Art Whizin

From Wikipedia, the free encyclopedia
Jump to: navigation, search

Art Whizin (1906-1994) established the Chili Bowl restaurant chain in Los Angeles in 1931, known for its distinctive shape in the form of a chili bowl.[1] Whizin was a 25-year-old former amateur boxer when he established the business on Crenshaw Boulevard near Jefferson Boulevard with funding raised by selling "his wife's wedding ring and his roadster." Other businesses at the time were also modeled with architecture featuring eye-catching architectural depictions of the goods sold including ice a cream cones and coffee kettles.[1]

Chili Bowl restaurants were arranged with 26 stools around a circular counter (no tables) and employed college "kids" as burger flippers.[1] The specialty dish was an open-faced burger smothered in chili and there were 22 restaurants within a decade of the eatery's opening.[1] After World War II many of the stores were converted into Punch & Judy Ice Cream Parlors that were later closed, and Whizin also built a mall in Agoura Hills that still bears his name.

Four Chili Bowl structures survive, one in Huntington Park, Long Beach that is now the Guadalajara Nightclub, another became Kim Chuy Chinese restaurant on Valley Boulevard in Alhambra, the one on Pico Boulevard (that remained open 24 hours during the war effort for nearby workers), is now Shunji Japanese Cuisine, and the one on San Fernando Road in Glendale is a used-car dealership. The business is featured in Crazy & Beyond, a book about offbeat roadside architecture, and Car Hops and Curb Serve - A History of American Drive-In Restaurants; 1920-1960.[1]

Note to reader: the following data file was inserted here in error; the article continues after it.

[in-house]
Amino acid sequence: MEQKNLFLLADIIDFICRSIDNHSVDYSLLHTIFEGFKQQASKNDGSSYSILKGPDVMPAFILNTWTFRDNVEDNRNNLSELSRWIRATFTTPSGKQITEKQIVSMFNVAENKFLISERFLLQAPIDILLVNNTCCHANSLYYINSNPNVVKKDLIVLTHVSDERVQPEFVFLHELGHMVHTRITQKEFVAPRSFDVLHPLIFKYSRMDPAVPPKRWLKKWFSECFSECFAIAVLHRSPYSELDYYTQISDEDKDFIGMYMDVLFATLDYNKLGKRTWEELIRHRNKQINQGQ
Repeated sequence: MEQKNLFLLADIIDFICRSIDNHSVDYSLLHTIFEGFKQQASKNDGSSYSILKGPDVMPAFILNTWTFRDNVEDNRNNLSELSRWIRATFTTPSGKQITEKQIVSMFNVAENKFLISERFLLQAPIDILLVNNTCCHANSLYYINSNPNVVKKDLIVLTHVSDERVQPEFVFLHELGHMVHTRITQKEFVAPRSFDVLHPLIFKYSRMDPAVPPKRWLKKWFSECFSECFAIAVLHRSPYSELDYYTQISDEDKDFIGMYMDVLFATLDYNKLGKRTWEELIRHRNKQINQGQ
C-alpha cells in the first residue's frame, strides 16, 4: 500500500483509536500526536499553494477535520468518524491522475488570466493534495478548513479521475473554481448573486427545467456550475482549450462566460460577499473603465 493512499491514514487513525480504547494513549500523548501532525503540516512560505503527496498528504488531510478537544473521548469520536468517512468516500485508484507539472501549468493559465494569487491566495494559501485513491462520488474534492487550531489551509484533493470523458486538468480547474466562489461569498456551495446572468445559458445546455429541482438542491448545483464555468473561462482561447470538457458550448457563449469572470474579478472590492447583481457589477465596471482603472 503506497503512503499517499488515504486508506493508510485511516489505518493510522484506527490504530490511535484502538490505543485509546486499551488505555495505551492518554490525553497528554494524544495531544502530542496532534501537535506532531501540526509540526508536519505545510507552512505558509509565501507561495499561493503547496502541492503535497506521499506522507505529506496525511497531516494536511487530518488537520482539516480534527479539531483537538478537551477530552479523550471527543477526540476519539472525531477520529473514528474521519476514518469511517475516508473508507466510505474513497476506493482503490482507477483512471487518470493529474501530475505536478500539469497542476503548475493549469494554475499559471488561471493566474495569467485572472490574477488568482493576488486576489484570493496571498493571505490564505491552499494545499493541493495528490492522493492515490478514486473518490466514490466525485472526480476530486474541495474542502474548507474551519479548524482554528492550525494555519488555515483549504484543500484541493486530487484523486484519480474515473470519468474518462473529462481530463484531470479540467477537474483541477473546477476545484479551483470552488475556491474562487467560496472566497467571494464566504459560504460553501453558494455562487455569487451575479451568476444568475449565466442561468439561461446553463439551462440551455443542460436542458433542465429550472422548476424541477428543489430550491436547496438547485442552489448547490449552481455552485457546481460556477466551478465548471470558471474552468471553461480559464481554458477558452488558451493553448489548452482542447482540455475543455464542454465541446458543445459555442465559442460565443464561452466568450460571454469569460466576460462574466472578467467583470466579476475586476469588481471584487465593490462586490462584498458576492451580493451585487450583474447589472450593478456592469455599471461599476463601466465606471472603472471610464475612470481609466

Folklore and stories about Whizin and the Chili Bowl include:

  • The idea for the restaurant was inspired by a truck driver who slid over a chili bowl and said, "here Whizin, do something with this."[1]
  • Whizin painted "Pat. Pending" on the side of his eatery to avoid his restaurant's design being copied, resulting in fan mail addressed to "Pat Pending".[1]
  • After an earthquake, the Long Beach location was the only building to survive on its block and Whizin said it was because the circular shape "gave evenly in all directions."[1]
  • The outside bathrooms were lit with blue lights, inspiring comedian Fred Allen to talk about taking his wife "to the Blue Room at the Chili Bowl."[1]
  • One of the restaurant's slogans was: We cook our beans backwards - you only get hiccups.[1]

References[edit]

  1. ^ a b c d e f g h i j Steve Harvery [The chili's gone but a few bowls remain] August 2, 2009 page A32 LA Times